“In a place where none behave as a leader, behave as a leader” (Hillel, Pirkei Avot 2:5).
Earlier this month, the Conference of Liberal Rabbis and Cantors, endorsed by an overwhelming majority, a resolution to permit, at the rabbi’s discretion and where the couple intend to maintain a Jewish home, a ceremony under a chuppah in the circumstances where a Jew is partnered with a person who does not identify as a Jew.
It did so not to win popularity within the Jewish community, nor to increase membership, but rather to offer couples the opportunity to utilise a chuppah, the symbol of a Jewish home, if those couples are committed to Jewish continuity.
Liberal Judaism has never sought popularity nor courted controversy for its own sake, but rather it has sought to remain true to its core mission: to bring to Jews and others its unique combination of the enduring values and beauty of Judaism with the advances and conveniences of modernity.
Liberal Judaism’s policies of inclusion and equality – and its modern introduction of liturgical creativity and ritual innovation – have changed the face of modern Judaism more deeply than within its own relatively small membership.
One of my proudest moments, during my period as the movement’s chief executive and senior rabbi, was giving evidence as the only invited religious Jew in favour of same-sex marriage to the parliamentary Public Bill Committee on the Marriage (Same Sex Couples) Bill.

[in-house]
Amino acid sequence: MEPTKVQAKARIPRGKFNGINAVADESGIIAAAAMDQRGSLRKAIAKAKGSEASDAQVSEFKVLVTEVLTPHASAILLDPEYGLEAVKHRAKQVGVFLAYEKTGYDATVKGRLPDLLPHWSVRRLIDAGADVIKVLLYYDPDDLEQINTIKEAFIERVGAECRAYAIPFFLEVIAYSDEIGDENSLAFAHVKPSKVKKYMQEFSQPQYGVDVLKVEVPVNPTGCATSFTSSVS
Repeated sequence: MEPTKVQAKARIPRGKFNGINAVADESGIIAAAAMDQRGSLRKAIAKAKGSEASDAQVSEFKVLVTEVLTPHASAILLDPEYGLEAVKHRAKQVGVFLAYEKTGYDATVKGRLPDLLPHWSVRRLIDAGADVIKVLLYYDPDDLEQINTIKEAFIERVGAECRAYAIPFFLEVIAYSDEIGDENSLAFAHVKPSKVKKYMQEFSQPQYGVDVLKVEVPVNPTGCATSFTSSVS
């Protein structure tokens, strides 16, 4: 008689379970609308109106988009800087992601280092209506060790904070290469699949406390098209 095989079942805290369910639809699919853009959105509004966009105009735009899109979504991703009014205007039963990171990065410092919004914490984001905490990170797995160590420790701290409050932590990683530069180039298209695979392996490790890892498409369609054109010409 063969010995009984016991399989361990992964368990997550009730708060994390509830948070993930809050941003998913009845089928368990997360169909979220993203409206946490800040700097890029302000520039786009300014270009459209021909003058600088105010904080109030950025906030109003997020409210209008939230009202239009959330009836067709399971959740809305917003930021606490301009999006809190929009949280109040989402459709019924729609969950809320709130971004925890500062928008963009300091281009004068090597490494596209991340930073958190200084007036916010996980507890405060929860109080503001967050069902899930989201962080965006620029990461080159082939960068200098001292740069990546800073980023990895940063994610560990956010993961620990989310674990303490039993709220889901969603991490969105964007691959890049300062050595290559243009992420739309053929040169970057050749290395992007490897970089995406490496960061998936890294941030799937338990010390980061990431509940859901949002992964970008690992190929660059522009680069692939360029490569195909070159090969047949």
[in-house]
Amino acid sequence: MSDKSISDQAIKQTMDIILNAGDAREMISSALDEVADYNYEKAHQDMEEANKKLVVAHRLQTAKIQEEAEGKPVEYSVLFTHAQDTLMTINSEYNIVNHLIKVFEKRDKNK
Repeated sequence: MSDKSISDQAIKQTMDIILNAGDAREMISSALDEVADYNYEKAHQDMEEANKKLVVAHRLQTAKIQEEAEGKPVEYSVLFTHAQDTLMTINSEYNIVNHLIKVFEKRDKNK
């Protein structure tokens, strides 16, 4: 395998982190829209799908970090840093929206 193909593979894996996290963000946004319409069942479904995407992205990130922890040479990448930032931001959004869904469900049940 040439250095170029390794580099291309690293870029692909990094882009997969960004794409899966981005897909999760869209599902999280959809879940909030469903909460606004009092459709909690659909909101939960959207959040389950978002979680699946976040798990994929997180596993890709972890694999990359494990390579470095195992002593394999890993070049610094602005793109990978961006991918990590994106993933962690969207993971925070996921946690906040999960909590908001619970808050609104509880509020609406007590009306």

While I was joined by some other smaller faiths – most notably the Quakers and Unitarians – the legislation was enacted against the opposition of established churches and silence in religious communities elsewhere. How things change. Now, even Pope Francis has offered a compassion response to the question of same-sex civil unions.
I am confident it will not be long before other parts of the Jewish community and, indeed other religious faiths, review their marriage practices. This is because they will need to reflect the growing liberalisation of a multifaith society where religious expression is just one part of the complexity of 21st century identity and life.
Now that British society is getting to a place of acceptance, religion must once again catch up.
- Rabbi Danny Rich is a vice president of Liberal Judaism
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